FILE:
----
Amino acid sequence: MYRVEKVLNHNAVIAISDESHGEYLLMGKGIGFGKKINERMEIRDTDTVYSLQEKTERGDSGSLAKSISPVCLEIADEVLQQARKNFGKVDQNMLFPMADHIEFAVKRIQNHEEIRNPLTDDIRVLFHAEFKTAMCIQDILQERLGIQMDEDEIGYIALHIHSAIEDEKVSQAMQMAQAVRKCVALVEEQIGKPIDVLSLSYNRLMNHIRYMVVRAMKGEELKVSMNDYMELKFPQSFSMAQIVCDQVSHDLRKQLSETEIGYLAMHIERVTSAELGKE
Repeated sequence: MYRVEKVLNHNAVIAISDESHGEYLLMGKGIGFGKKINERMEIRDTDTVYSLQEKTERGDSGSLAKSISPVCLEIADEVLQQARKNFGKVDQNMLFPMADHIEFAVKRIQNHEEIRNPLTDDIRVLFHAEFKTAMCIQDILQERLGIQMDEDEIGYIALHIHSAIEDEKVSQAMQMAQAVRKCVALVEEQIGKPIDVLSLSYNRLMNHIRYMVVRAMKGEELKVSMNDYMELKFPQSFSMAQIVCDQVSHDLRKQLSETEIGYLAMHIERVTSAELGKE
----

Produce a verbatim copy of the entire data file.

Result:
Amino acid sequence: MYRVEKVLNHNAVIAISDESHGEYLLMGKGIGFGKKINERMEIRDTDTVYSLQEKTERGDSGSLAKSISPVCLEIADEVLQQARKNFGKVDQNMLFPMADHIEFAVKRIQNHEEIRNPLTDDIRVLFHAEFKTAMCIQDILQERLGIQMDEDEIGYIALHIHSAIEDEKVSQAMQMAQAVRKCVALVEEQIGKPIDVLSLSYNRLMNHIRYMVVRAMKGEELKVSMNDYMELKFPQSFSMAQIVCDQVSHDLRKQLSETEIGYLAMHIERVTSAELGKE
Repeated sequence: MYRVEKVLNHNAVIAISDESHGEYLLMGKGIGFGKKINERMEIRDTDTVYSLQEKTERGDSGSLAKSISPVCLEIADEVLQQARKNFGKVDQNMLFPMADHIEFAVKRIQNHEEIRNPLTDDIRVLFHAEFKTAMCIQDILQERLGIQMDEDEIGYIALHIHSAIEDEKVSQAMQMAQAVRKCVALVEEQIGKPIDVLSLSYNRLMNHIRYMVVRAMKGEELKVSMNDYMELKFPQSFSMAQIVCDQVSHDLRKQLSETEIGYLAMHIERVTSAELGKE